At this time Dr GALL was physician to the Deaf and Dumb Institution, where pupils were received from six to fourteen years of age, without any preliminary education. M. MAY, a distinguished psychologist, then director of the establishment, M. VENUS, the teacher, and he, had it thus in their power to make the most accurate observations on the primitive moral condition of these children. Some of them were remarkable for a decided propensity for stealing, while others did not shew the least inclination to it,— some of them were easily reformed, but others were quite incorrigible. The severest punishments were inflicted upon one of them, but without any effect. As he felt himself incapable of resisting temptation, he resolved to be a tailor, because, as he said, he could then indulge his inclination with impunity. On examining the heads of all these boys, the same region was found to be uniformly developed, in proportion to the endowment of the propensity. He made casts of those of them who were confirmed thieves, in order to compare them with such other heads of thieves or robbers as might afterwards fall in his way.
About this time, also, Dr GALL met with another very decisive proof of the connexion between this propensity and a particular development of brain. In the House of Correction he saw a boy of fifteen years of age; who had been a notorious thief from his earliest infancy. Punishment having had no effect upon him, he was at last condemned to confinement for life as absolutely incorrigible. In a portrait of him in the 26th plate of Dr GALL's work, a remarkable prominence in the lateral region of the head is conspicuous, corresponding to what is now ascertained to be the organ of Acquisitiveness. The forehead is low, narrow, and retreating, and his intellect is stated to be weak and defective to a great degree; and hence the ascendency and activity of the propensity in question are casily explained.
The instinctive appetite for accumulation, produced by this faculty, viewed only in itself, presents a mean and vulgar aspect, and we are apt to regard the individual, in whom it predominates, as a base and sordid being, cased in selfishness, and dead to every generous feeling. But when we view it in its results, it rises vastly in dignity and importance. The first demand of nature is to live and to enjoy; and without Acquisitiveness the other feelings of the mind would prompt man to kill and eat, or to weave and wear, for the satisfaction of his present wants. But if he bounded his industry by his necessities, and lolled in idleness while not employed in indispensable pursuits, although he might not starve while in possession of health and strength, he would never become rich. Wealth consists of the savings of industry, after supplying immediate demands: Now, according to the metaphysicians, there is no instinctive propensity in man, prompting him, by a natural impulse, to save and to accumulate; they imagine that the calls of nature for immediate gratification, or the love of power, are the only motives to such exertions. In the faculty of Acquisitiveness, however, the Phrenologist perceives an instinct prompting the human being, after his ap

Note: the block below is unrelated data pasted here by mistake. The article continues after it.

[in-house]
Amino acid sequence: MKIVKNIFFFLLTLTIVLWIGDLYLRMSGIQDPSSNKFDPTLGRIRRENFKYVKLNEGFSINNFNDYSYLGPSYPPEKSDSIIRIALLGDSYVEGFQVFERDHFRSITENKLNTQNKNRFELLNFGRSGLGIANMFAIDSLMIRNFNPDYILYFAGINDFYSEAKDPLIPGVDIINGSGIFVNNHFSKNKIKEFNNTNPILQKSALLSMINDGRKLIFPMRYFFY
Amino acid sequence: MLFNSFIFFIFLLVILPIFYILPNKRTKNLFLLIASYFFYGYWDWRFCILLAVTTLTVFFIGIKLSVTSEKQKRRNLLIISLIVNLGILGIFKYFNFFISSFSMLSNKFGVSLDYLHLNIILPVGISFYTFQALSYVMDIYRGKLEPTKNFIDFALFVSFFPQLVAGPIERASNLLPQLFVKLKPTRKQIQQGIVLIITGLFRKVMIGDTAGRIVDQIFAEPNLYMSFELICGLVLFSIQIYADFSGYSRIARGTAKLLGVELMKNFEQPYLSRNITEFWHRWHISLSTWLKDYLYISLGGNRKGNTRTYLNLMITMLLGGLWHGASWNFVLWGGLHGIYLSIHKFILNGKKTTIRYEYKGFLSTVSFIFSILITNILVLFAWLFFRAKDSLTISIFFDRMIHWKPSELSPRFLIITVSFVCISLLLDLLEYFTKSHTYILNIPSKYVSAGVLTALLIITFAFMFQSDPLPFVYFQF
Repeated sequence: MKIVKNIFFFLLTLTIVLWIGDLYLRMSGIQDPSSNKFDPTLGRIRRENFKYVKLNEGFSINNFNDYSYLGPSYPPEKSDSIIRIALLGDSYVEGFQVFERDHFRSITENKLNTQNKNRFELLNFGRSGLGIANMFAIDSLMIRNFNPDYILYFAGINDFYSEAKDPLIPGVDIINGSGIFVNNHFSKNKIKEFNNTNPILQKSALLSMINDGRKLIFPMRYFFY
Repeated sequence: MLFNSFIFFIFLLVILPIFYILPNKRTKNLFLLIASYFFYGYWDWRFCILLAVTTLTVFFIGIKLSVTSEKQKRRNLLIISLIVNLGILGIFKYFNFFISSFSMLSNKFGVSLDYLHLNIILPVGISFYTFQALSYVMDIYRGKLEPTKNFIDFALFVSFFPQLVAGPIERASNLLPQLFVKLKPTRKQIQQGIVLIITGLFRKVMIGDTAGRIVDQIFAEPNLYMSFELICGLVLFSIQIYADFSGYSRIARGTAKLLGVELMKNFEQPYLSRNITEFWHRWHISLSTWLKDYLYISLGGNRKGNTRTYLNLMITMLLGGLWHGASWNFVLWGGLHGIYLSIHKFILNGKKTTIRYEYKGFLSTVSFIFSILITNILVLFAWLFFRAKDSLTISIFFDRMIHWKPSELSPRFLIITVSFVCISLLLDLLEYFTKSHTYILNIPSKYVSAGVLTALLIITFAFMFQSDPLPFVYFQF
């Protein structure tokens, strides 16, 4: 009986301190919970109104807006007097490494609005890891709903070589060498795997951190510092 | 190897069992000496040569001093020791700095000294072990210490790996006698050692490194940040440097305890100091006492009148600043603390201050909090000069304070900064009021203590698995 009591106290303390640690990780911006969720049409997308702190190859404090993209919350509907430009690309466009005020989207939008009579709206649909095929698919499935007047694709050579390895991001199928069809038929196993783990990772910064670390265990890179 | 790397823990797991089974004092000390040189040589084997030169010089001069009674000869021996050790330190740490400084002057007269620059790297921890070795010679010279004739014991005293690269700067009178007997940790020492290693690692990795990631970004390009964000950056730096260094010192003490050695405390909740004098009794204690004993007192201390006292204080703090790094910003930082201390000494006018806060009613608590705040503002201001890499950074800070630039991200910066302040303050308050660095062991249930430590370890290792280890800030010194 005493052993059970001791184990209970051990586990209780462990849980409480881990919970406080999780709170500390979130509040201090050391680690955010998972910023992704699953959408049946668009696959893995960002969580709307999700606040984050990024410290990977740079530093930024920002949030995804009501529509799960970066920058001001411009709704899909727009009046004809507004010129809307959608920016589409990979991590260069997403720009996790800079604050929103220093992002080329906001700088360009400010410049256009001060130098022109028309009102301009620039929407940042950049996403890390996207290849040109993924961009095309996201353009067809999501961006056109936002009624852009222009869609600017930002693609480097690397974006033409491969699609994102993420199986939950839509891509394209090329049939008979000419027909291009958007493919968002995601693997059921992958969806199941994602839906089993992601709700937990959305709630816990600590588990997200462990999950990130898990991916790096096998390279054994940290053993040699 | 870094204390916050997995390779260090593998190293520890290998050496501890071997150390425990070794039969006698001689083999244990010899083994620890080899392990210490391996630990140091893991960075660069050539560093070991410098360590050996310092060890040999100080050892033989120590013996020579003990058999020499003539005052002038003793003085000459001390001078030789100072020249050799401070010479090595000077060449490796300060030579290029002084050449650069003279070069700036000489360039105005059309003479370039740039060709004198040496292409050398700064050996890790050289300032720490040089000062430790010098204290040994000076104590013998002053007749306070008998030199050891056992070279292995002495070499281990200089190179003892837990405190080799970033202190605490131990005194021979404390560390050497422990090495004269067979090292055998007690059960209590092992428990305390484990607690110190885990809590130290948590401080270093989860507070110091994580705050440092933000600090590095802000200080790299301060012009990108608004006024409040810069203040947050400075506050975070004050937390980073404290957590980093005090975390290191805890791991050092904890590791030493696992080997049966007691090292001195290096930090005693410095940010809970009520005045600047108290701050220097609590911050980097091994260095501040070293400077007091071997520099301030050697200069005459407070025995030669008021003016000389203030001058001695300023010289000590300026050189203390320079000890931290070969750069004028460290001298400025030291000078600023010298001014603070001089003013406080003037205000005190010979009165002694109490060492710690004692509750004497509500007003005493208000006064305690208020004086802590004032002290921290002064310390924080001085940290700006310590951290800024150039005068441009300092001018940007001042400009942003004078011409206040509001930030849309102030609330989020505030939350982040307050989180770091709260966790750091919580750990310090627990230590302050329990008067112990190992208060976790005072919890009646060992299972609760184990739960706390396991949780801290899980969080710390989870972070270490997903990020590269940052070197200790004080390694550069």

petites of hunger and thirst are appeased, and his protected against the elements of heaven, to labour from the mere delight of accumulating; and to the ceaseless industry which this instinct produces, is to be ascribed the wealth with which civilized man is everywhere surrounded. It prompts the husbandman, the artizan, the manufacturer, the merchant, to activity in their several vocations; and, instead of being necessarily the parent only of a miserable and degraded appetite, it is one of the sources, when properly directed, of the comforts and elegancies of life. Its regular activity distinguishes civilized man from the savage. The prodigal, who consumes the last shilling which he can command, dies and leaves not a trace of his existence behind him. The laborious artizan, on the other hand, who, under the impulse of this faculty, consumes only half the produce of his labour, leaves the other half, as a contribution to the stock of national capital, to maintain and set in motion the industry of generations unborn. These, if animated by the same spirit, will leave it with new accessions to their posterity; and thus the stream of public prosperity will be swelled, in an increasing ratio, to the remotest periods of time. When, however, the pursuit of wealth becomes the business of life, Acquisitiveness usurps the place of the moral sentiments, perverts the intellect, and becomes the source of the greatest evils.
The faculty produces a general tendency to acquire, which takes its particular direction from the other faculties with which it is combined. In a great collector of objects of natural history, this organ and Individuality are large : in a collector of pictures, this organ, Constructiveness, and Ideality, are full; in a collector of old coins, Acquisitiveness and Veneration are large. In short, in no instance where the desire to acquire and possess is strongly manifested, is this organ deficient; while, on the other hand, in those in whom there is no appetite for accumulation, who allow their substance to slip through their hands, through